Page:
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TempusElf

Making a custom BitBlt?

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I have read many people claiming that BitBlt is "way to slow" and that they opt to instead make their own Blitting functions. I can''t seem to figure out how to do this with GDI. I''ve been trying to get access to the HBITMAP''s bits but GetObject won''t do that and GetDIBits (from what I understand from reading MSDN) only gives you a copy of them. So how would I go about creating an "optimized" Blitting function for GDI Device Contexts? Is there a way to get at and change the bits of an HBITMAP or am I just misunderstanding this whole concept?

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I think you can get an offset of a BITMAP pointer and access the bits that way. It is either BITMAP, BITMAPHEADER or BITMAPINFOHEADER. I would check before using though.

eg.

  
BITMAP* pBmp;
BYTE* pixels;
pixels = pBmp + sizeof(BITMAP);


something like that anyway.

I think maybe your biggest problem will be getting it on the screen without using BitBlt.

Could you please email me at aholland@tasmail.com if you get something working? I am interested in doing something similar.


''Your theory of a donut shaped universe is intriguing Homer'' - Stephen Hawking

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Basicly...you will end up useing something like bitblt to show the image onscreen...but this is only for your final image.

The most basic approch is to create a GDI friendly off screen BITMAP buffer in system memory (not video memory)...use your own blitting fuctions to change the pixel colors of this surface, then use GDI to transfer it to the screen (course you could also write your own routines to do this also...but then you start to get into writeing for video card drivers and the different standards they have)

the reason why you do this in system memory is because the transfer bus between the system and video card can be very, very slow...one transfer of the whole screen image can take a lot less time then transfering each tile and sprite one at a time (and telling the video card where and how to ''render'' each).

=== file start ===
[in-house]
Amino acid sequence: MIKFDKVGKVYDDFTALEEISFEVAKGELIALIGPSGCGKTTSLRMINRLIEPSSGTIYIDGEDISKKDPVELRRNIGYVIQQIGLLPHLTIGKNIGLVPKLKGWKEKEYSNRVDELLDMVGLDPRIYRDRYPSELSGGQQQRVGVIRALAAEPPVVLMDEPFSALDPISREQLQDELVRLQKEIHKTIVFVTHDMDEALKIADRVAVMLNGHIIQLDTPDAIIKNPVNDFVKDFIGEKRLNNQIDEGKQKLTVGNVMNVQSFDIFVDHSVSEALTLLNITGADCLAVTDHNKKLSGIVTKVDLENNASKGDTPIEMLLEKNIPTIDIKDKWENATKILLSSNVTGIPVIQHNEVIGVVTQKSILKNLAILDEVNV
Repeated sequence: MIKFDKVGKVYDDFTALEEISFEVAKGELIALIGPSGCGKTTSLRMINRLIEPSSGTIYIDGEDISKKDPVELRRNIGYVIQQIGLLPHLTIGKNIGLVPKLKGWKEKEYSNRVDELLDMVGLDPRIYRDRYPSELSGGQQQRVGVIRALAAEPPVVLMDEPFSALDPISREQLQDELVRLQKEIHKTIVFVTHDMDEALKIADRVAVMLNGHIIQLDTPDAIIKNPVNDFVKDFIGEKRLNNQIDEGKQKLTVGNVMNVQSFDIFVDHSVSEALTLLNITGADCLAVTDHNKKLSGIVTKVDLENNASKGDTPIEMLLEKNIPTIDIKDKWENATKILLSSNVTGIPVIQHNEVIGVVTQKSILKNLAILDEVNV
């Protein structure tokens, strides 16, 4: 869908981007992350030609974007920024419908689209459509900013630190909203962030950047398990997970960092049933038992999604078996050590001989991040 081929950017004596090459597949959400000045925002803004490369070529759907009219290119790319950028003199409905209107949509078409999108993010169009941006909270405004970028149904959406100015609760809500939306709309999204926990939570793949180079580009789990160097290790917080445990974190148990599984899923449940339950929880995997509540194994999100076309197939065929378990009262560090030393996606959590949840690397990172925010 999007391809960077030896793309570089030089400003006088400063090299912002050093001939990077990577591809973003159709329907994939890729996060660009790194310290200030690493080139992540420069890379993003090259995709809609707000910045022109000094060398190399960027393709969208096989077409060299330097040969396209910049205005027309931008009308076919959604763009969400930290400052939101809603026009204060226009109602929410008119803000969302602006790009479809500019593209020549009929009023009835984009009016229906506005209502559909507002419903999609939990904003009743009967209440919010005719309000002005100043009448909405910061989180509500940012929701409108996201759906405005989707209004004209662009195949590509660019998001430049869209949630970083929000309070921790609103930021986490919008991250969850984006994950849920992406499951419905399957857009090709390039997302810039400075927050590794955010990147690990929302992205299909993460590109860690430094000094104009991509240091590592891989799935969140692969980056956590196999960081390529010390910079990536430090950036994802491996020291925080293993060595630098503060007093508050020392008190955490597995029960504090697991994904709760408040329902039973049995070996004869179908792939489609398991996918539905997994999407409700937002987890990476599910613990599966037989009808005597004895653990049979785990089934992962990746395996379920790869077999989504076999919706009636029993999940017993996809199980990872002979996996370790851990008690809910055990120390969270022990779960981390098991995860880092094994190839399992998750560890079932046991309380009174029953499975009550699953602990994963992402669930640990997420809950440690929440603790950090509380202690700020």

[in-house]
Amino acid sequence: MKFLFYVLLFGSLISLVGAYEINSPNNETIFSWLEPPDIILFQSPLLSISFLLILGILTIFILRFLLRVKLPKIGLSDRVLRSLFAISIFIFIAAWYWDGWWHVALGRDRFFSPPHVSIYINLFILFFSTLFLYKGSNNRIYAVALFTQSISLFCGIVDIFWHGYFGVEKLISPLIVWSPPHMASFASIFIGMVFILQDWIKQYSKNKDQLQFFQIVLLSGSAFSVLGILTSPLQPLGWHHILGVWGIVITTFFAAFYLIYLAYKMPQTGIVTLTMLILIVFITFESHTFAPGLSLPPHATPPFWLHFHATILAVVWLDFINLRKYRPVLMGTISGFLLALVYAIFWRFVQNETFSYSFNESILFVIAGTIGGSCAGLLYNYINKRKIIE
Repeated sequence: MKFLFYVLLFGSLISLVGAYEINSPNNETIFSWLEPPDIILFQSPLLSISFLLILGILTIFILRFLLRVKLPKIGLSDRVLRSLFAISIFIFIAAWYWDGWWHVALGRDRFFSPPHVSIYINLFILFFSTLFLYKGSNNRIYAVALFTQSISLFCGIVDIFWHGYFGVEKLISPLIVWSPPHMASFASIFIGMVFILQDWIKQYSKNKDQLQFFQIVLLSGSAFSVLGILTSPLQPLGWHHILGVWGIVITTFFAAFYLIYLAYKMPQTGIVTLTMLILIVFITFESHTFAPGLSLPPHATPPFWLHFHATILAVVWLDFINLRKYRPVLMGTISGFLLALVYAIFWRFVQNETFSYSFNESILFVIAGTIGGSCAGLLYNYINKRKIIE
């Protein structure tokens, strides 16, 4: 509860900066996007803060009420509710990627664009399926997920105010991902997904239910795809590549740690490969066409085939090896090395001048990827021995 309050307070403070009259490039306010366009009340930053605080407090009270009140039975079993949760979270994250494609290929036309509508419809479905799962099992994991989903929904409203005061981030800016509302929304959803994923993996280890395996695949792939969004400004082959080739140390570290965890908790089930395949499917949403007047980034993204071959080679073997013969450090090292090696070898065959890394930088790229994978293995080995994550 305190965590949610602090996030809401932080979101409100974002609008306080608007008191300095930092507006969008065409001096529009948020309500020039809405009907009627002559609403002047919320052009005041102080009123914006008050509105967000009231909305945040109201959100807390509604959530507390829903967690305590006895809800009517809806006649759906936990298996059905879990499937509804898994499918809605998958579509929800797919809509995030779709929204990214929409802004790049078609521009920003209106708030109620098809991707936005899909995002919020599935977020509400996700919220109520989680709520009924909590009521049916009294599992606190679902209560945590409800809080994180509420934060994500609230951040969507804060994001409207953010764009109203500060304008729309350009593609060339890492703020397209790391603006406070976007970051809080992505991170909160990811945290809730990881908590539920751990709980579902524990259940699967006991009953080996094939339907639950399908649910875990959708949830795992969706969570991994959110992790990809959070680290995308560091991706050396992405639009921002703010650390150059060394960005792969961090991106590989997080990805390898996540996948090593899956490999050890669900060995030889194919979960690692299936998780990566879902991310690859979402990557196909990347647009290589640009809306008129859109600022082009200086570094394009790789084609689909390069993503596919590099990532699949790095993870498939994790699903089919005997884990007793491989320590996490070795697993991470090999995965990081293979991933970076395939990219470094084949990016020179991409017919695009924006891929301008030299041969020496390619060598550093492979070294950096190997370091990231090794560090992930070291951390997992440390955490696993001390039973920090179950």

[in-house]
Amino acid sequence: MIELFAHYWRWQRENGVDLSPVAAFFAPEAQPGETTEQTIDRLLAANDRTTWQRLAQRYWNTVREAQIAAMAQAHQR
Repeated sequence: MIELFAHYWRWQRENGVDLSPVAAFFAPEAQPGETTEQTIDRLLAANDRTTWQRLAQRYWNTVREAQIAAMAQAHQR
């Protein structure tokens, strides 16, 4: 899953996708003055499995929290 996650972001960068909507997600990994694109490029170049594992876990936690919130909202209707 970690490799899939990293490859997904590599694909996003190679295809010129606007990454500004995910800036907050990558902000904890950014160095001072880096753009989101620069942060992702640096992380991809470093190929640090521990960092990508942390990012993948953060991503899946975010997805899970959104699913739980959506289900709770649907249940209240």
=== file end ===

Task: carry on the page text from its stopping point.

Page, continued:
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Actually, I had a look at this and you can actually get a pointer to the bits from the BITMAP structure. Try something like this:


  
BYTE* GetBits(HBITMAP hsrc){
BITMAP bmp;
GetObject(hsrc, sizeof(bmp), &bmp);
return bmp.biBits;
}


Too easy
Of course, the bitmap will be device dependant so you would need to do your own coding to deal with the bits. The easiest way to do this is insist that everybody use 24 or 32 bit colour mode...




''Your theory of a donut shaped universe is intriguing Homer'' - Stephen Hawking

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quote:
Original post by Sailorstick
Too easy



Thanks for your response but GetObject will only give you a BITMAP structure that has everything except the biBits member. This was actually the first thing that I tried.

I've come to the conclusion that GDI doesn't let you get direct access to device dependent bitmaps. However I have found ways to get access to the bits of DIB's. (Specifically, by creating them with CreateDIBSection) So, I figure that I'll just do all my operations on device independent bitmaps and then use BitBlt to put the back buffer on to the screen like what MSW was talking about.

EDIT: oh wait... I'm dumb... Sailorstick, I just tried your function and it works just fine but only if the bitmap is device independent... which is all good since I've decided to just use all DIBs

[edited by - TempusElf on January 23, 2003 5:13:53 PM]

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HDC my_DC = GetDC(ghWnd);
if(my_DC == NULL)
{
return;
}
HDC bmapDC = CreateCompatibleDC(my_DC);
if(bmapDC == NULL)
{
DeleteDC(my_DC);
return;
}
HBITMAP h_bmap = CreateCompatibleBitmap(my_DC,X,Y);
if(h_bmap == NULL)
{
DeleteDC(my_DC);
DeleteDC(bmapDC);
return;
}
SelectObject ( bmapDC, h_bmap );

.
.
.
// DRAW TO BITMAP IN MEMORY

.
.
.
// NOW DRAW TO SCREEN

BitBlt(my_DC,0,0,X,Y,bmapDC,0,0,SRCCOPY);
DeleteObject(h_bmap);
DeleteDC(bmapDC);
DeleteDC(my_DC);


This is from a 2d GDI tetris I made a while back. I generalized it some (hope i didnt introduce any errors). Adapt as needed. Good Luck.

[edited by - jplocster on January 23, 2003 3:36:09 PM]

[edited by - jplocster on January 23, 2003 3:36:29 PM]

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Guest Anonymous Poster
What about different bitmap formats? Do you have to cater for every possible format - in which case, how many are there?

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You do need your own BitBlit for converting color formats.

This is how it works:
- Get the start of a scanline for both images (iY*lPicth basically)
- Copy a pixel
- Increment src and dest pointers
- Loop next pixel (X)
- Loop next scanline (Y)

its easy, you just have to exparament

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